Otherwise [it] is called Pantagruelion by similitude. Because Pantagruel when born into the world was as tall as the herb of which I speak to you, and one could take the measure easily, seeing that he was born in the season of drought, when one gathers the said herb, and when the dog of Icarus by the baying that he makes at the sun, renders all the world troglodytic, and constrained to live in caves and subterranean places.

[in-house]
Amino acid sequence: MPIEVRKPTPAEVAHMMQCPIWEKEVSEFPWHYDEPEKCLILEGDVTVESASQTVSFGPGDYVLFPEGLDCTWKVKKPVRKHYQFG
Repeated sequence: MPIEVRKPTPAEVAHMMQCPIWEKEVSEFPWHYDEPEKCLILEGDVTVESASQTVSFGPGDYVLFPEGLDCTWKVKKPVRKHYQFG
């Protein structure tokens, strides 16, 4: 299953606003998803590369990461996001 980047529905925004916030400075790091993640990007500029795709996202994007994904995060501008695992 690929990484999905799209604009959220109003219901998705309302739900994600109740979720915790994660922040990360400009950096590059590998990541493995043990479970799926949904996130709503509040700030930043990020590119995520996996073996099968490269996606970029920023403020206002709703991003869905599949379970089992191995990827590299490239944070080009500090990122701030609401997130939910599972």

Otherwise it is called Pantagruelion by its virtues and singularities. Because as Pantagruel has been the idea and example of all joyous perfection (I believe that none of you other drinkers are in doubt) so in Pantagruelion I recognize so many virtues, so much energy, so much perfection, such admirable effects, that if it had in its qualities been recognized when the trees ( by the relation of the Prophet) made election of a King of Woods to rule and dominate them, it would without doubt have carried the plurality of votes and suffrages. Shall I say more? If Oxylus son of Orius had begotten it on his sister Hamadryas, more in the sole value of it he would have delighted, than in all those eight children so celebrated by our mythologists, who have their names placed in eternal memory. The eldest daughter was named Vine. the son born next was named Fig, another Walnut, another Oak, another Sorb-apple, another Fenabregue, another Poplar, and the last was named Elm, and was a great surgeon in his time.